A study led by Dr.Ningli Wang and Dr.Yuan Xie (Beijing Tongren Hospital, Capital Medical University) provides evidence that retinal microvasculature is a potential biomarker for cerebral microvasculature changes and acute mountain sickness(AMS) development during risk assessment of individuals at high altitudes.
Since the retinal and cerebral vasculature share many morphological and physiological characteristics, direct evaluation of the more accessible retinal vasculature should theoretically provide insights into the cerebral circulation. Therefore, the role of retinal imaging to predict central nervous system diseases has received much attention from scholars.
China has the most extensive plateau in the world, millions of people now travel to high altitudes each year to ski, trek, climb, and work. Increased cerebral blood flow resulting from altered capillary level autoregulation at high altitudes leads to capillary overperfusion and then vasogenic cerebral edema, which is the leading hypothesis of acute mountain sickness (AMS).
The best intervention point is before the occurrence of irreversible brain lesions. However, due to technical limitations, cerebral vascular detection is currently limited to large vessels, and capillaries are hard to visualize in vivo.
This study aimed to investigate ocular microcirculation alterations, the only visualized capillaries in the central neural system (CNS), during early-stage AMS using a hypobaric chamber. They applied an well-documented AMS diagnostic criteria- Lake Louise Questionnaire Score (LL-S).
Meanwhile, they comprehensively analyzed anatomical changes in the eye in early-stage AMS (3 ≤Lake Louise Questionnaire Score < 5). Since the retinal and cerebral vasculature share many morphological and physiological characteristics ,they used optical coherence tomography angiography (OCTA) to quantitatively measure retinal capillary blood flow density in the macular region and optic disc of the retina.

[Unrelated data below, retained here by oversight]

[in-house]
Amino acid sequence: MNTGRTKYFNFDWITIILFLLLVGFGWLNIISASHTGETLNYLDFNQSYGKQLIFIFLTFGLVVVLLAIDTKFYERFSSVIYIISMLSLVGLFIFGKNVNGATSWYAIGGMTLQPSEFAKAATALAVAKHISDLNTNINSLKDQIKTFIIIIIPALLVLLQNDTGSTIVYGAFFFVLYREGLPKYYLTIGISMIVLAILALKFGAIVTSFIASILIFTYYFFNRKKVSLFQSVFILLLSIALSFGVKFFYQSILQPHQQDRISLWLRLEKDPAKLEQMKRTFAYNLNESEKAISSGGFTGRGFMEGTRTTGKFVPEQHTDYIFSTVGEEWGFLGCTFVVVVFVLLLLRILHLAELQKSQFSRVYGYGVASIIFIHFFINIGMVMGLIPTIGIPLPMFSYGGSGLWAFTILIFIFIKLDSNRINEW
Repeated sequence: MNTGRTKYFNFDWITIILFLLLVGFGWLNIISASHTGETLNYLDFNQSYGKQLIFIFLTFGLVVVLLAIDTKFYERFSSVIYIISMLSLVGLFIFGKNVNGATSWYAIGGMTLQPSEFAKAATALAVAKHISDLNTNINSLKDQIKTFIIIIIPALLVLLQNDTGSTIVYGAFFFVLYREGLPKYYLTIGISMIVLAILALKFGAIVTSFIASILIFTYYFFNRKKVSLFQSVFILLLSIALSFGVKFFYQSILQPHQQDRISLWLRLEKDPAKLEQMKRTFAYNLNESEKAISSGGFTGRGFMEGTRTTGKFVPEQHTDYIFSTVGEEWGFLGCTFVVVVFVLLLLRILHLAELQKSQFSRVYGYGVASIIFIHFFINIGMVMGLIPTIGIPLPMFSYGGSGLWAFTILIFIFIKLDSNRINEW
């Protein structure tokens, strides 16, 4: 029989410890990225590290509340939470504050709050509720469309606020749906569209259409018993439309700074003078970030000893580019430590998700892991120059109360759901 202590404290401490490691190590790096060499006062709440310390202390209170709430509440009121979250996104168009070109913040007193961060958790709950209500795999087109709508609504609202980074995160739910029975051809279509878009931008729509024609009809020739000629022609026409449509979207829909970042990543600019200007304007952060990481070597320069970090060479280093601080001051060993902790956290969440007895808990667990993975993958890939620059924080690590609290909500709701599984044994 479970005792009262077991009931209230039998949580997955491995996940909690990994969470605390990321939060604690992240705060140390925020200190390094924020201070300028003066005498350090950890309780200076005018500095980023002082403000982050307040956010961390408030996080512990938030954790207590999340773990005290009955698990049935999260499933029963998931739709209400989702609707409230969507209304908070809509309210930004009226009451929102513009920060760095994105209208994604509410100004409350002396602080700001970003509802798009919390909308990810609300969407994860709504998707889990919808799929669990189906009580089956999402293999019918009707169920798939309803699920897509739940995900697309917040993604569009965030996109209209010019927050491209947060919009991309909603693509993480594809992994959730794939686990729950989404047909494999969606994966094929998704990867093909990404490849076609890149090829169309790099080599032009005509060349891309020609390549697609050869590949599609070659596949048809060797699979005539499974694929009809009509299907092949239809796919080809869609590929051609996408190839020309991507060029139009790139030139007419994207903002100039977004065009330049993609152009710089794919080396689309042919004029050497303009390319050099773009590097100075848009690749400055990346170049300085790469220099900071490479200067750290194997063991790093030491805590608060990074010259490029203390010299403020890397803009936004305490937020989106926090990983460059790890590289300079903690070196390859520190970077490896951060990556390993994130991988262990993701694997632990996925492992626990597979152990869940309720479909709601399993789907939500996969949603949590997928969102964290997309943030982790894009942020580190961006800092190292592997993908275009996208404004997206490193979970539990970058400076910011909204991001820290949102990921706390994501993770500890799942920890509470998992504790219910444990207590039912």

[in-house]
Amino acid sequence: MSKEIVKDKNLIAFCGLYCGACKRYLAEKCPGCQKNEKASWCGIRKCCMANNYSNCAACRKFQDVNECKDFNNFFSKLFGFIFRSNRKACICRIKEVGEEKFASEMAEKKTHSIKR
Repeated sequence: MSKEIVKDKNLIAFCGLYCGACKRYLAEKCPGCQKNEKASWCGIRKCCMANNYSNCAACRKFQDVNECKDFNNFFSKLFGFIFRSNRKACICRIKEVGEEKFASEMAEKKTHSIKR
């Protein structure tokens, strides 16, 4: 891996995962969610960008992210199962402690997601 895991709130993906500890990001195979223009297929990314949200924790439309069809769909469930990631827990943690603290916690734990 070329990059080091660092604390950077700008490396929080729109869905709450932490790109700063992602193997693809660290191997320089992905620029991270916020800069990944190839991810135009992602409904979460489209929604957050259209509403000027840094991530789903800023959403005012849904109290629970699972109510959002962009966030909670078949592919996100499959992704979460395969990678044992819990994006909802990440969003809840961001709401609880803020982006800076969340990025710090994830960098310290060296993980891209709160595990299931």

Because retinal nerve fiber layers (RNFL) and white matter are both composed of axons, they applied optical coherence tomography (OCT) to assess RNFL variation. Furthermore, the area of the optic nerve subarachnoid space (ONSASA) was found to be significantly correlated with intracranial pressure in the previous study, thus they used ultrasound to measure ONSASA to indirectly assess cerebrospinal fluid pressure changes.
The results suggested that after high altitude simulation, the RNFL thickened in some locations and ONSASA enlarged. OCTA showed increased retinal radial peripapillary capillary (RPC) flow density, particularly on the nasal side of the nerve. The AMS-positive group had the largest increases in RPC flow density in the nasal sector.
Among multiple ocular changes, OCTA increase in RPC flow density was associated with simulated early-stage AMS symptoms. The changes in RPC flow density to predict early-stage AMS outcomes showed an powerful diagnostic power.
The findings further confirm that increased capillary perfusion pressure is an important mechanism for early AMS pathogenesis, and that OCTA measurement of retinal capillary blood flow density, especially peripapillary blood flow density, may be a potential biological indicator for predicting the development of AMS. This result lays the foundation for the role of fundus imaging in the diagnosis and management of cerebrovascular diseases.
The study is published in the journal Science China Life Sciences.
Yuan Xie et al, Retinal microvasculature is a potential biomarker for acute mountain sickness, Science China Life Sciences (2023). DOI: 10.1007/s11427-022-2271-x
Science China Press
Retinal microvasculature is a potential biomarker for acute mountain sickness (2023, April 7)
retrieved 8 April 2023
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